View Full Version : Dollar Declines As Credit Market Losses May Spur Fed Rate Cuts

11-06-2007, 08:46 AM
Dollar Declines as Credit Market Losses May Spur Fed Rate Cuts


By Kosuke Goto and Stanley White

Nov. 6 (Bloomberg) -- The dollar fell against 12 of the world's 16 most-actively traded currencies on speculation finance industry losses will prompt the Federal Reserve to cut interest rates for a third time this year.

The currency traded near a record low versus the euro as Fed Governor Randall Kroszner said conditions for subprime-mortgage borrowers may get worse. It declined the most against the currency of New Zealand, where the benchmark rate is 3.75 percentage points higher than in the U.S.

"The rolling credit crisis and lack of confidence in the U.S. financial sector is heightening fears for the broader U.S. economy," said Greg Gibbs, a currency strategist in Sydney at ABN Amro Holding NV, the biggest Dutch bank. "The broader outlook for the dollar still looks very challenged."

The U.S. currency traded at $1.4475 per euro as of 12:33 p.m. in Tokyo from $1.4469 late yesterday in New York. It touched $1.4528 Nov. 2, the lowest since the European currency's debut in January 1999. It may decline to $1.48 by year-end, Gibbs forecast.

Against Australia's currency, it traded at 92.22 cents compared with 92.07 late in New York. The dollar was at 77.22 cents versus New Zealand's dollar from 76.98 cents. The dollar was little changed at 114.54 yen.

Demand for dollar-denominated assets has waned as credit market losses related to subprime mortgages and a housing slump spilled over into other areas of the U.S. economy. Citigroup Inc., the largest U.S. bank, projected increased losses related to mortgage defaults this week. CNBC reported that Morgan Stanley, the second-biggest U.S. securities firm by value, will write down $3 billion.

Yield Spread
U.S. Treasuries offer the lowest yields among the Group of Seven nations after Japan as the Fed cut interest rates last week for the second time, sending the dollar lower this quarter against all of the 16 most-active currencies.

Interest-rate futures traded on the Chicago Board of Trade show a 62 percent chance the Fed will reduce its overnight target lending rate between banks by a quarter-percentage point to 4.25 percent on Dec. 11 compared with 6 percent a month ago.

"Conditions for subprime borrowers have the potential to get worse before they get better," Kroszner said in remarks delivered to two separate conferences in the Washington area yesterday.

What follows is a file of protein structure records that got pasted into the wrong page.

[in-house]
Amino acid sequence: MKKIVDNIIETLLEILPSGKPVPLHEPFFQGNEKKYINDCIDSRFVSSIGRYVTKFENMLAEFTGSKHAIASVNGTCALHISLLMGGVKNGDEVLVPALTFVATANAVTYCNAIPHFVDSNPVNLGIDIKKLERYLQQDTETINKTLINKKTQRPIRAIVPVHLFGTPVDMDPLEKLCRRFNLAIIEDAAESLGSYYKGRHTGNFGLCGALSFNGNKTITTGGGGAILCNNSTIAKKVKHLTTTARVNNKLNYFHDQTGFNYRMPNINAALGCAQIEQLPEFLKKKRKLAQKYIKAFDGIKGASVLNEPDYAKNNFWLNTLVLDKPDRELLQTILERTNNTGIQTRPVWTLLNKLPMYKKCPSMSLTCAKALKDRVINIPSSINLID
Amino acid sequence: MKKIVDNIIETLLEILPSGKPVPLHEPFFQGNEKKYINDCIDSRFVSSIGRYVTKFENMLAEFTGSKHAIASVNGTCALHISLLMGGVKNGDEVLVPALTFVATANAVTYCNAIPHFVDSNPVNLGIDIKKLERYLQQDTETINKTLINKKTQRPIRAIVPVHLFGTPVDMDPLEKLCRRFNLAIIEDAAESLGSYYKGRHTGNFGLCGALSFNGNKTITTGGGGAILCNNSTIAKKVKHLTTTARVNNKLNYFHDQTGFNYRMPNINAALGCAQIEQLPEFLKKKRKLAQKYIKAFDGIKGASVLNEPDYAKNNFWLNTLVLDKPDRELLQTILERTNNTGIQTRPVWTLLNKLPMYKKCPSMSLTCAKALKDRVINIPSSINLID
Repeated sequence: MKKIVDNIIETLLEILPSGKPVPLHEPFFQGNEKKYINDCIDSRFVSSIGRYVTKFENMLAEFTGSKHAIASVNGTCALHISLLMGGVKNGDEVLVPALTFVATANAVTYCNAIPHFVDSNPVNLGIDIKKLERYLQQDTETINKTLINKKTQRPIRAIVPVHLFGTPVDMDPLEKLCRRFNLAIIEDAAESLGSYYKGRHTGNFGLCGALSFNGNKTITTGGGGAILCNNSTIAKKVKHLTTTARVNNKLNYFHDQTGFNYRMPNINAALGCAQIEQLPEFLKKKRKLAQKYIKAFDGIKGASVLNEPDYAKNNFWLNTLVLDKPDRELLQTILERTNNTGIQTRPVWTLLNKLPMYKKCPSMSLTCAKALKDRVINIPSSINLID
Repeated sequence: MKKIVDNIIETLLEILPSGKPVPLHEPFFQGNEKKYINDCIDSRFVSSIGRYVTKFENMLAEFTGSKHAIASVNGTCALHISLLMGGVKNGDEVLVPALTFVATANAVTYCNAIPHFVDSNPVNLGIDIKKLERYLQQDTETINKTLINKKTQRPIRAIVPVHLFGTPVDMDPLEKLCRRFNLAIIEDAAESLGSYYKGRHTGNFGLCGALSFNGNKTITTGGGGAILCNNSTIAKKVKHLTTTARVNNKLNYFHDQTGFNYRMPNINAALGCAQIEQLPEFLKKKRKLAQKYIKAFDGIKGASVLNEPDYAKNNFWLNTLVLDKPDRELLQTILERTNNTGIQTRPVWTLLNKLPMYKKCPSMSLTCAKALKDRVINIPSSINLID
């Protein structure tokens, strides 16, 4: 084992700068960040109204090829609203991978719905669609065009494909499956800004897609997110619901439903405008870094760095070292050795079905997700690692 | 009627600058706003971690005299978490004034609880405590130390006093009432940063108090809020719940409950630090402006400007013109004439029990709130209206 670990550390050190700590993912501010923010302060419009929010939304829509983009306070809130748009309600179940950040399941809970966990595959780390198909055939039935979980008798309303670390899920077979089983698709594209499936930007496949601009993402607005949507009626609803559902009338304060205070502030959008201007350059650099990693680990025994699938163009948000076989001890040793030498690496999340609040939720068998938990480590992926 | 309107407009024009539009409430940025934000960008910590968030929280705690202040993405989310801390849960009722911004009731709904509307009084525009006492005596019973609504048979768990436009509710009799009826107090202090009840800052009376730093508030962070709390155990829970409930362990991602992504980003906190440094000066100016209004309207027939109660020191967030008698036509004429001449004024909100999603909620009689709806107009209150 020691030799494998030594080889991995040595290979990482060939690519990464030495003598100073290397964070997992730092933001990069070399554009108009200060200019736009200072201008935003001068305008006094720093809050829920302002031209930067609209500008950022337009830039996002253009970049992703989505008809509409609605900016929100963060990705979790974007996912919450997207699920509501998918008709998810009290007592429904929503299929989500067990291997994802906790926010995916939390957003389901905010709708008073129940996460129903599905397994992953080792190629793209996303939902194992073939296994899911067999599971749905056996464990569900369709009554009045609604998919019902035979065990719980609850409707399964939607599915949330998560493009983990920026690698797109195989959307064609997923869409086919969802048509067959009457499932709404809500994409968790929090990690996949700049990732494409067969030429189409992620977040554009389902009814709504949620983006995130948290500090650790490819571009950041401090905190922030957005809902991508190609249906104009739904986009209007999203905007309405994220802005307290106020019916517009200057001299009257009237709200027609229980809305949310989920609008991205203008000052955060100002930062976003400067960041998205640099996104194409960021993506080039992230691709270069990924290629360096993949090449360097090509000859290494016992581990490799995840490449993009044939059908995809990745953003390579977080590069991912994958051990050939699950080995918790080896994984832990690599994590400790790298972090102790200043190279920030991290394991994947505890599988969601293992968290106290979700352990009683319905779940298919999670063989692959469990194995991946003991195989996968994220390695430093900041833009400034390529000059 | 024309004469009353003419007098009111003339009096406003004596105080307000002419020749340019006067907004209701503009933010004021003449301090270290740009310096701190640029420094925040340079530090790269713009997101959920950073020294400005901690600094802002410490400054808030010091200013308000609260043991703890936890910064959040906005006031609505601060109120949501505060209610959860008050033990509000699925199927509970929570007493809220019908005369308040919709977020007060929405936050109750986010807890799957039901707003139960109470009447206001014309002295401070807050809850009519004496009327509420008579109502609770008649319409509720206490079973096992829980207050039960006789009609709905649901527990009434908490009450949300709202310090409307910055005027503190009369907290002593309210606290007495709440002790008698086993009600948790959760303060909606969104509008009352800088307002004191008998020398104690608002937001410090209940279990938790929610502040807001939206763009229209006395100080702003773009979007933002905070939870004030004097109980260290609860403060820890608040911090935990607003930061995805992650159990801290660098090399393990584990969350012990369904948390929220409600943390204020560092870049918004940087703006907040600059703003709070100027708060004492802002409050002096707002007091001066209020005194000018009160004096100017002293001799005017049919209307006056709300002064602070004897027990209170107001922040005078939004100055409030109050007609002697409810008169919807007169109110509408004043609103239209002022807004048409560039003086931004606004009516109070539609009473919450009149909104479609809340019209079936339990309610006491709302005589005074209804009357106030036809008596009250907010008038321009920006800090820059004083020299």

ECB Rate Signal
The euro may extend gains against the dollar on speculation European Central Bank President Jean-Claude Trichet will signal interest rates may rise further to rein in inflation from a two- year high.

The ECB will keep its key rate at 4 percent on Nov. 8, according to a Bloomberg News survey. Trichet will meet the press after the bank's decision. The euro has gained 23 percent against the dollar since the ECB raised rates eight times, starting in December 2005.

"Money will continue to flow into the euro from the dollar," said Kengo Suzuki, currency strategist in Tokyo at Shinko Securities Co., which has agreed to be taken over by Japan's second-largest publicly traded lender Mizuho Financial Group Inc. "The ECB will want to keep the option of raising rates because high energy prices represent an inflationary threat."

The euro may rise to $1.50 by year-end, he said.

Euro Technicals
The single European currency traded at 165.76 yen from 165.73 yesterday.

Citigroup Global Markets Inc. technical analysts predict the euro will decline versus the yen to 162.75 after reaching a so- called "double top."

The single European currency advanced to 167.27 yen on Oct. 31, with the previous peak a 12-week high of 167.74 on Oct. 15 and a neckline at 165 yen. The pattern indicates a currency may decline.

There's a "danger that a short-term double top is forming here," analysts led by New York-based global head of currency strategy Tom Fitzpatrick wrote in a research note yesterday. "A close below here would suggest at least a move to 162.75 and possibly back to 160.50."

Europe's single currency will trade at 163 yen by year-end, according to the median forecast of 38 analysts and brokerages surveyed by Bloomberg.